Russian Helicopters Plans to begin test flights of the new, modernized variant of the Mil Mi-26 helicopter and fly its new helicopter to the Army 2018 exhibition near Moscow by the end of the month. Following the manufacturer’s flight tests the helicopter will be handed over to the government for operational tests. It will be the heaviest variant of the Mi-26 to be operated by the Russian forces. “Mi-26T2V will be even more efficient and reliable, even when used in bad weather and difficult terrain,” said Russian Helicopters CEO Andrey Boginsky.
The Mi-26T2 is the current variant, has a maximum takeoff weight of 56,000 kg (112,000 lbs), with payloads up to 20 tons (40,000 lbs.) The new helicopter will offer the same performance. As a modernized version it will bring earlier models to the T2 standard. The Mi-26 is operated by a crew of five but the improvements introduced by the BREO-26 avionics suite enables most missions to reduce the to crew to 2-3 persons.
The Russian military customer required the Mi-26T2V to complete tasks in regions with complex physical, geographical and adverse climatic conditions, at any time of the day, in civil airspace and routes or uncharted terrain and airspace, including featureless terrain. It will be equipped to survive enemy fire and air defenses as well as electronic jamming and countermeasures.
The new version differs from the current Mi-26 in its new modern NPK90-2V (BREO) integrated avionics, which significantly simplifies the piloting of the helicopter. The avionics suite features a new digital flight computer and mission management that enable the crew to fly fully automatic modes, follow predefined routes, arrive at a preset point, perform approach and final approach maneuvers, and return to the main or alternate aerodrome. The navigation and communications systems were improved, with NAVSTAR/GLONASS support and the introduction of satellite communications terminal. The interface with the crew uses a digital cockpit and multifunction color displays and indicators that significantly reduce crew workload.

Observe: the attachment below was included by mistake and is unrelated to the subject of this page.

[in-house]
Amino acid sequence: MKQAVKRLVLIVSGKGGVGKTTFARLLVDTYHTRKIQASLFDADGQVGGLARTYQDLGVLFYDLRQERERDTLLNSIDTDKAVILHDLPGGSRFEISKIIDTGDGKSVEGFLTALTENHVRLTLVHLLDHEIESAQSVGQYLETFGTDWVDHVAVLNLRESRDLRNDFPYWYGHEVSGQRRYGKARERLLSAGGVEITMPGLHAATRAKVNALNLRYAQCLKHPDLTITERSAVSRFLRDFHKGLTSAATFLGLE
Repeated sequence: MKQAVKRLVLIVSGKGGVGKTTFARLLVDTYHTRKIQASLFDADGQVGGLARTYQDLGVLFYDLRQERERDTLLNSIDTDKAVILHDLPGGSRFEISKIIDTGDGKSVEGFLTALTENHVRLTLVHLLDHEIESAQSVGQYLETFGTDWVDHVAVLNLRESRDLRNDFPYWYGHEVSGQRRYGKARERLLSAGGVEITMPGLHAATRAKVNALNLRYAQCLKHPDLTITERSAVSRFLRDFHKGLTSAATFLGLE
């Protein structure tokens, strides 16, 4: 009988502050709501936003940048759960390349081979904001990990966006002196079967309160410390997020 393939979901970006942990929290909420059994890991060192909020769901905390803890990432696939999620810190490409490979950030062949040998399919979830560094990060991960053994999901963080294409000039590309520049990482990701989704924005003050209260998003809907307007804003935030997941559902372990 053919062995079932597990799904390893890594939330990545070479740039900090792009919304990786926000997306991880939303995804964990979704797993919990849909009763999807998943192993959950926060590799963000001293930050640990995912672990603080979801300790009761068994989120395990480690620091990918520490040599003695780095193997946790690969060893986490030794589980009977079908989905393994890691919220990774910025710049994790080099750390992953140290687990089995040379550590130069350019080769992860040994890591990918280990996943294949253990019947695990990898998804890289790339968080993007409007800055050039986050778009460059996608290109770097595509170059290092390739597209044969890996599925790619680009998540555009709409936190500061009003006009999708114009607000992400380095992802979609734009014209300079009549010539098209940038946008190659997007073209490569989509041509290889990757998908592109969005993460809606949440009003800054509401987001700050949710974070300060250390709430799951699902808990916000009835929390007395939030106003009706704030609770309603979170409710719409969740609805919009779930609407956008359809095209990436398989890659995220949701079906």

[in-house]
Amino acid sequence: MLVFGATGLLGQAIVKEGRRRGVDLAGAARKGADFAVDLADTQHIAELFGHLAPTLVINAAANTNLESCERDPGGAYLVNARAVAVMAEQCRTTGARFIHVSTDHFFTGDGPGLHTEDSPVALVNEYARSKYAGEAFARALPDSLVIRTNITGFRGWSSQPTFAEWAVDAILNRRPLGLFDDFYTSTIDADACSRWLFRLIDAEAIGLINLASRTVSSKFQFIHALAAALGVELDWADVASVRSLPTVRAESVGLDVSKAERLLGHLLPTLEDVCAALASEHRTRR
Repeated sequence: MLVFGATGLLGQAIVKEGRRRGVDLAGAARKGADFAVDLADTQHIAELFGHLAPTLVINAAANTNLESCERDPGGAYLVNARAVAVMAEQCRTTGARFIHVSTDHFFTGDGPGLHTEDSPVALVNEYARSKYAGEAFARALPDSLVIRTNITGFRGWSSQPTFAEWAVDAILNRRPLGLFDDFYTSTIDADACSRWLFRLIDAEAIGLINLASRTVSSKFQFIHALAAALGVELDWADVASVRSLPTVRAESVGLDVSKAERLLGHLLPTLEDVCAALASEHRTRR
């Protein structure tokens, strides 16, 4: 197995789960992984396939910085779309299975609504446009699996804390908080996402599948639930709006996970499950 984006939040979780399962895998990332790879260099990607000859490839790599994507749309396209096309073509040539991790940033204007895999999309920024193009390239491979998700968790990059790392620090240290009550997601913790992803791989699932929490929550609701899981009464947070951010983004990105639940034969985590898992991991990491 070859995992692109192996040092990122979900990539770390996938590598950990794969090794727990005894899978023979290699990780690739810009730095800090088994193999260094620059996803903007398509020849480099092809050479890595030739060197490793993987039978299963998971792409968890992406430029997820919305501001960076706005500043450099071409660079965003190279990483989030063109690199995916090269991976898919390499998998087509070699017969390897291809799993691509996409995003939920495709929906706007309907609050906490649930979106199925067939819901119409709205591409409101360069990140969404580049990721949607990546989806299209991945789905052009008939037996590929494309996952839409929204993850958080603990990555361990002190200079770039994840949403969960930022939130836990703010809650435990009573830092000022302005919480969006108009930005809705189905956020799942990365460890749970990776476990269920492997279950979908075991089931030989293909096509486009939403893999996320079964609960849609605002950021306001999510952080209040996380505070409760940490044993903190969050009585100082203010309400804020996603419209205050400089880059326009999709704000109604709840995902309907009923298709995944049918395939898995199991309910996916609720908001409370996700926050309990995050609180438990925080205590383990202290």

The new variant will have the Vitebsk airborne defensive suite detects threats, enables the crew to take evasive maneuvers and deploy countermeasures against threats. Other safety and survivability enhancements include improved night operations, employing night vision goggles (NVG) compatible infrared lighting, crash worthy seating for the crew.
Reaching a maximum speed of 295 km/h (183 mph) and cruise at 255 (158 mph) the Mi-26T2 has a range of 800 km (497 miles). When equipped with four additional fuel it can ferry up to 905 km (562 miles). The extra fuel can also support aerial refueling of other helicopters or fixed wing aircraft. The service ceiling is 4,600 m (15,000 ft) with hovering ceiling of 1,520 m. (5,000 ft).